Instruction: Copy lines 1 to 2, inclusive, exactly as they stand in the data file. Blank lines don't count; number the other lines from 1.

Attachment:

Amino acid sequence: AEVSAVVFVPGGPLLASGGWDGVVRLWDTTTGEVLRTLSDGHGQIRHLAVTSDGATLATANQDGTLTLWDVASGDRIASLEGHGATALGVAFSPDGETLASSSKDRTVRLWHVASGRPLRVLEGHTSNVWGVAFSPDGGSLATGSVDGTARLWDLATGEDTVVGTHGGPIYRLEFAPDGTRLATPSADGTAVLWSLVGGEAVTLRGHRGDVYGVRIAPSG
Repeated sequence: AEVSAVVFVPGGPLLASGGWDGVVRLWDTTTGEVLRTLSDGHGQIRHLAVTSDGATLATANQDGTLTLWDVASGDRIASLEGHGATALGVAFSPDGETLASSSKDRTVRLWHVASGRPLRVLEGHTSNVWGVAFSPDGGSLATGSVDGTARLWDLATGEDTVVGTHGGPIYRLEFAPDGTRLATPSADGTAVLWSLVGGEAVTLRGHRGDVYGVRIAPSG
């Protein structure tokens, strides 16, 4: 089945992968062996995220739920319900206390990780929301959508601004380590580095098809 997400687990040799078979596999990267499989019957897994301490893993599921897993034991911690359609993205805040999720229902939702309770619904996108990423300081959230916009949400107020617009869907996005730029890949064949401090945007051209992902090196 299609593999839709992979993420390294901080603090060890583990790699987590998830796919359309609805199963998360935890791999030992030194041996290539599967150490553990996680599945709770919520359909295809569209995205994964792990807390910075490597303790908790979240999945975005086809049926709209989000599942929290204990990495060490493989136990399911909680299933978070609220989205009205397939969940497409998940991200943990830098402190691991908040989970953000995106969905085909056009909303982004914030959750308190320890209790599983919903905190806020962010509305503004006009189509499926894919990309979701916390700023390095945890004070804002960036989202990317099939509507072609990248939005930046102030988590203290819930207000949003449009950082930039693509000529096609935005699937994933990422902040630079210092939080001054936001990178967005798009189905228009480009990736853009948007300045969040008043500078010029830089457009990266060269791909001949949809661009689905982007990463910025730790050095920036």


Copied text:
Amino acid sequence: AEVSAVVFVPGGPLLASGGWDGVVRLWDTTTGEVLRTLSDGHGQIRHLAVTSDGATLATANQDGTLTLWDVASGDRIASLEGHGATALGVAFSPDGETLASSSKDRTVRLWHVASGRPLRVLEGHTSNVWGVAFSPDGGSLATGSVDGTARLWDLATGEDTVVGTHGGPIYRLEFAPDGTRLATPSADGTAVLWSLVGGEAVTLRGHRGDVYGVRIAPSG
Repeated sequence: AEVSAVVFVPGGPLLASGGWDGVVRLWDTTTGEVLRTLSDGHGQIRHLAVTSDGATLATANQDGTLTLWDVASGDRIASLEGHGATALGVAFSPDGETLASSSKDRTVRLWHVASGRPLRVLEGHTSNVWGVAFSPDGGSLATGSVDGTARLWDLATGEDTVVGTHGGPIYRLEFAPDGTRLATPSADGTAVLWSLVGGEAVTLRGHRGDVYGVRIAPSG